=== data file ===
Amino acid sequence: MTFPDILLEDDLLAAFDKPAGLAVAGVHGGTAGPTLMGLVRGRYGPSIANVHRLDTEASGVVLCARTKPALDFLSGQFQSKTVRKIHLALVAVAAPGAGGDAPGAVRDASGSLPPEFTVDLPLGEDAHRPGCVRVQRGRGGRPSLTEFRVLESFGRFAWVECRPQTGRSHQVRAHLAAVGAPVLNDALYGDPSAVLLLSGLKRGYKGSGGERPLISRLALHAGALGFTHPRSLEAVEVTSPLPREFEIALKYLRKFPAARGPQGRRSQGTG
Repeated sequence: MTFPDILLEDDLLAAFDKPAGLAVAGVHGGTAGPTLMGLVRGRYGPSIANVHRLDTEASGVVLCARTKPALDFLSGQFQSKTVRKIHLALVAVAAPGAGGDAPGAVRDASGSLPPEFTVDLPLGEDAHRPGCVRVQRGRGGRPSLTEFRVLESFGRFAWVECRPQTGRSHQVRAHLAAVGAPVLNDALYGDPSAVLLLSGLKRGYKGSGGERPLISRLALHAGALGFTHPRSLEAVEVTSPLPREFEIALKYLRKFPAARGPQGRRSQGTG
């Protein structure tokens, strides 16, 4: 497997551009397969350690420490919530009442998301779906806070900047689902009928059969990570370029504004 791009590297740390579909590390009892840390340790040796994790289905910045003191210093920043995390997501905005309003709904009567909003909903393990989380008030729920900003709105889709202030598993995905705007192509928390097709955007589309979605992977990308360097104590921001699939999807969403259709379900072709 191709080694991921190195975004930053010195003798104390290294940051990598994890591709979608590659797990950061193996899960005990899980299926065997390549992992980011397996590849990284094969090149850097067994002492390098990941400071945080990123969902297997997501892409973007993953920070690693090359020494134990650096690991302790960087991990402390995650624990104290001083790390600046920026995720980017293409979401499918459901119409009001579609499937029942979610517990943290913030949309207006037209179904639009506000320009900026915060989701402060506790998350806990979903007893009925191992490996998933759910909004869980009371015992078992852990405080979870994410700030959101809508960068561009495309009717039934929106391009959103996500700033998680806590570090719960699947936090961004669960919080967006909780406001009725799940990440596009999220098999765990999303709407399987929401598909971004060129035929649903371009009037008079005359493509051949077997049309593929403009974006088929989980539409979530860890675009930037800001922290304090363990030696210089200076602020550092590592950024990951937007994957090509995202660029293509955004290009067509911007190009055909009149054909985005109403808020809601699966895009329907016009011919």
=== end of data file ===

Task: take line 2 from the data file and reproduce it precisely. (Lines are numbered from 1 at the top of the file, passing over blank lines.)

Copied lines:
Repeated sequence: MTFPDILLEDDLLAAFDKPAGLAVAGVHGGTAGPTLMGLVRGRYGPSIANVHRLDTEASGVVLCARTKPALDFLSGQFQSKTVRKIHLALVAVAAPGAGGDAPGAVRDASGSLPPEFTVDLPLGEDAHRPGCVRVQRGRGGRPSLTEFRVLESFGRFAWVECRPQTGRSHQVRAHLAAVGAPVLNDALYGDPSAVLLLSGLKRGYKGSGGERPLISRLALHAGALGFTHPRSLEAVEVTSPLPREFEIALKYLRKFPAARGPQGRRSQGTG